|Deteriorating retaining walls are slated to be repaired or replaced when the Utah Department of Transportation begins an improvement project on the Carbonville road. Currently, however, the project is awaiting permission on rights of way from Union Pacific.|
The county has been working on completing the highway improvement project on the Carbonville Road for two years.
Carbon officials have secured most of the funding for the project. And the county has generally been diligent in securing the utility easements and rights of way needed for the improvements.
But Carbon County officials have not been able to reach a right of way agreement with Union Pacific Railroad.
Although the county has secured ROWs on more than 80 percent on the west side of the road, but none on the east side because it is owned by the transportation company.
The road handles more than 5,000 vehicles per day, but has not had a major reconstruction project since the early 1950s.
The existing conditions on the Carbonville Road fall significantly short of the provisions for a busy byway set by national standards.
The project will entail reconstructing nearly a three and one-half mile stretch from where the road intersects with U.S. Highway 6 in Blue Cut to where it enters the Price city limits near Overpass Park.
“It’s a busy place,” said Carbon County Commissioner Bill Krompel. “There is a lot of development in the area and it also has the potential for much more.”
The change will create a road that will consist of a traffic lane in each direction with a continuous center turn lane. The road will have six foot shoulders and the entire length will have curb and gutter to help with drainage problems.
All driveways along the road will have concrete approaches constructed and a five-foot sidewalk will be built along the west side of the street.
Along with residences, there are also 27 businesses along the road, including motels, gas stations, a bowling alley, night clubs, restaurants, vehicle maintenance shops and large as well as small industrial buildings and operations.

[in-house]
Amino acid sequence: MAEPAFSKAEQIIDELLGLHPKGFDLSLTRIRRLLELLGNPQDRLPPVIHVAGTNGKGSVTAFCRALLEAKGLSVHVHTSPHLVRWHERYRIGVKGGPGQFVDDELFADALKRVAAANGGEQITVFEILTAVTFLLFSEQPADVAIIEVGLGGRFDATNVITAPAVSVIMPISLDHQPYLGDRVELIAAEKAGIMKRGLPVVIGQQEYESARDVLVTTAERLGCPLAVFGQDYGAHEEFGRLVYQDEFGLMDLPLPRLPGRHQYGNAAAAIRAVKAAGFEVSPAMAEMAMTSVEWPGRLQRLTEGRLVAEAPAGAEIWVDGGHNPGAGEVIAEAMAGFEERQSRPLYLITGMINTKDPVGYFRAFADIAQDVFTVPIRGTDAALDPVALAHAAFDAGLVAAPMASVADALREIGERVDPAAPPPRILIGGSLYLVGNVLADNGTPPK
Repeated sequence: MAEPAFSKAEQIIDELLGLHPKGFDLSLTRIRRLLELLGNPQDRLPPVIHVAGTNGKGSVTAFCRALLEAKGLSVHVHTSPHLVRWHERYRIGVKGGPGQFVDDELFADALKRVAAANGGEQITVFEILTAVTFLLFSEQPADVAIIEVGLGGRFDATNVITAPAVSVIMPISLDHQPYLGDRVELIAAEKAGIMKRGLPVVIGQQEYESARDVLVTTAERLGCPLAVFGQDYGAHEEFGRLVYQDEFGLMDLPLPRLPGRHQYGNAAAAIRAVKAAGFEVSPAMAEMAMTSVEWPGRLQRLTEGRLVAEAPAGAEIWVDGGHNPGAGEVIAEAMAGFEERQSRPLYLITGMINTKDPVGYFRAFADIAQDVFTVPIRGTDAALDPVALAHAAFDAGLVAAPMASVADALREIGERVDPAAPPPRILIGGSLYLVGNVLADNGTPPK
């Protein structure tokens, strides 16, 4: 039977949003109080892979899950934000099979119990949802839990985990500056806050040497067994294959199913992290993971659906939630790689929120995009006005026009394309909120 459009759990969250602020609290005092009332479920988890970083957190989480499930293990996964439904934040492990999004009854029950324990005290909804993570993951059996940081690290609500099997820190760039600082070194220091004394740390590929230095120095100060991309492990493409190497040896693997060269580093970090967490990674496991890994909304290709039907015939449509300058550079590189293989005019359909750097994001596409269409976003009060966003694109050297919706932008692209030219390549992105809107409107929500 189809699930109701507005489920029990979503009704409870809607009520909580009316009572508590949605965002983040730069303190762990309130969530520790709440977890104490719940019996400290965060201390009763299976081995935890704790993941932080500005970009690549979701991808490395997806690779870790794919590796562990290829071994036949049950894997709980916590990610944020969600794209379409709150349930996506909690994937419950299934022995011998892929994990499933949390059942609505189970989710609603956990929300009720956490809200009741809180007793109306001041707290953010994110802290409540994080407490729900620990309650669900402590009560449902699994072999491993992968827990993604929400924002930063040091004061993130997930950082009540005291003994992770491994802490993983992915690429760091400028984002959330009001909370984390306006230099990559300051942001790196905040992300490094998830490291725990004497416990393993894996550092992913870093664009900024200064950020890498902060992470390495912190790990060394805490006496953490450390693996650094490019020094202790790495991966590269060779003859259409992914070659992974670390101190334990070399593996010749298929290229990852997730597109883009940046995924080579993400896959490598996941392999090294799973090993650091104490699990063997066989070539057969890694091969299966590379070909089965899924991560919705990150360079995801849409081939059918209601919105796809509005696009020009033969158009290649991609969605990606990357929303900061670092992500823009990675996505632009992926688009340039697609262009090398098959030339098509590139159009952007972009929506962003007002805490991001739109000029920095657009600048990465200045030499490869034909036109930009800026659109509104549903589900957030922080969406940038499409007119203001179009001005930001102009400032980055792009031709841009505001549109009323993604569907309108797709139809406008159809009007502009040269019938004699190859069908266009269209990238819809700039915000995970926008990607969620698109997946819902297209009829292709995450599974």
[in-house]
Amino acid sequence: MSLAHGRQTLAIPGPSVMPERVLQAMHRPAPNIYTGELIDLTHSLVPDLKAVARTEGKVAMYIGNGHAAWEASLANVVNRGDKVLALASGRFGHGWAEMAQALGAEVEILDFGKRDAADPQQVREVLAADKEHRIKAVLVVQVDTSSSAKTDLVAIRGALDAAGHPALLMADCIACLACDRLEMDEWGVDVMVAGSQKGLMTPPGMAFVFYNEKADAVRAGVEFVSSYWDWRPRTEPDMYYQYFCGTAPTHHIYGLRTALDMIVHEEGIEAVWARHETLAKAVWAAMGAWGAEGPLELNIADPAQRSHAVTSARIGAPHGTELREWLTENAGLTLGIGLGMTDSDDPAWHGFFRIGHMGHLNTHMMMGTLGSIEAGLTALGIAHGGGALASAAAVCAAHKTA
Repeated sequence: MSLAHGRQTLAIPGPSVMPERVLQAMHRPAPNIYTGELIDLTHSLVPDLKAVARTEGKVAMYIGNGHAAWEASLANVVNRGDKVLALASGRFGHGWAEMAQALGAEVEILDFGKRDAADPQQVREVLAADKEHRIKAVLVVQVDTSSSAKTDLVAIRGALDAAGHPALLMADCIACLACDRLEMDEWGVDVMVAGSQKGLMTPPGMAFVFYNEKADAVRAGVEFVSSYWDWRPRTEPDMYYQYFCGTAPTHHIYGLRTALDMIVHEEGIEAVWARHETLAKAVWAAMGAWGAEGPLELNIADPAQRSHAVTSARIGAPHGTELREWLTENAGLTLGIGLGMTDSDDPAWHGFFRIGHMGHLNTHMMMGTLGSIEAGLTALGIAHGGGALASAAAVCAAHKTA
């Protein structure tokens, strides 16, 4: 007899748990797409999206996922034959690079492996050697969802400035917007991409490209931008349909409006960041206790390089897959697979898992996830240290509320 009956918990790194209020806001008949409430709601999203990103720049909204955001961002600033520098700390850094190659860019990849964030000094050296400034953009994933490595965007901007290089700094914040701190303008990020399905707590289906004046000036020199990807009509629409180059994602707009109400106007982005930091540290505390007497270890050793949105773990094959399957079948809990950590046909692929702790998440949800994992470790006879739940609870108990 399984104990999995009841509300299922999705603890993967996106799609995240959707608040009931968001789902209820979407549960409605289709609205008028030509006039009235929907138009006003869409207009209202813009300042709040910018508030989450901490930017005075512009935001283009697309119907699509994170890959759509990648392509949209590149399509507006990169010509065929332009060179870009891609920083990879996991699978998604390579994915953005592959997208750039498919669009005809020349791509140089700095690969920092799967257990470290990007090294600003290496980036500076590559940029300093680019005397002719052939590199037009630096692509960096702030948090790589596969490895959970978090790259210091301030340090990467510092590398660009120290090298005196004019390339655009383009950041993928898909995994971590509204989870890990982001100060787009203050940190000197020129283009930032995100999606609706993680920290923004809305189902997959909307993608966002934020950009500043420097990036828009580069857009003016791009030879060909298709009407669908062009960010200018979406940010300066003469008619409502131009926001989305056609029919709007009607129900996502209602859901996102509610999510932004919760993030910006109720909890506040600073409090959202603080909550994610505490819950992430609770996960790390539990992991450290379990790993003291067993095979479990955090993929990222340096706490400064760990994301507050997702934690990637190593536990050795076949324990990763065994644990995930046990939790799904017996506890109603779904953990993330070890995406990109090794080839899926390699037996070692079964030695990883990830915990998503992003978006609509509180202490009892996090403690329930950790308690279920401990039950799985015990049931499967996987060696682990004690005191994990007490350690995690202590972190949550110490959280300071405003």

Estimates on increased traffic due to growth show a doubling or even tripling of traffic over the next 15 years.
Construction was set to begin this summer. But until the situation with the railroad is resolved little can happen because the money that the county has received from the federal government for the project requires proper ROWs.
“Interestingly enough when the road was originally built it was constructed by the state and was part of US 6,” stated Krompel. “However, the state never got the proper ROWs on the road and in actuality the railroad actually still owns the property where the road presently exists.”
In March, the commission sent a letter to Mike Seedy from the Utah Department of Transportation (UDOT) asking for his help in securing the easements from Union Pacific because other contacts, both from the county and from the design engineers Creamer and Noble, had not created much movement. Included with the letter was a history of contacts with Union Pacific and the results of those conversations.
“We also contacted some of our congressional delegation to give us some help and in the last couple of weeks, contacts from Union Pacific have increased and I believe we are moving in the right direction now,” explained Krompel.
With the expansion of the road, the county will need more land to work with than the original road has. Part of that will come from Union Pacific, which might even be to the railroad’s benefit.
“Many of the embankments and retaining walls along the rail line there are deteriorating,” Krompel noted. “Part of the plan is to fix and replace those that need it.”
Krompel explained that over the last three years the county and engineers have supplied quite of bit of information to Union Pacific, based on the railroads own requests, including appraisals on the land the county needs and a survey of the area.
“After that we didn’t hear hardly anything, but that is now changing,” Krompel said.
Despite the delay, engineering and design plans are moving ahead. The engineer will be passing along the tentative final plan to UDOT in May and Krompel said he expects that the county will then hold a public hearing for residents and concerned citizens to comment on the plan.
“We plan to rebuild the road in two phases over a two year period. The first phase will take place starting on the south end of the road and the second phase, the next year, will begin in the north and meet up with the south. Hopefully we can get started with phase one this year,” concluded Krompel.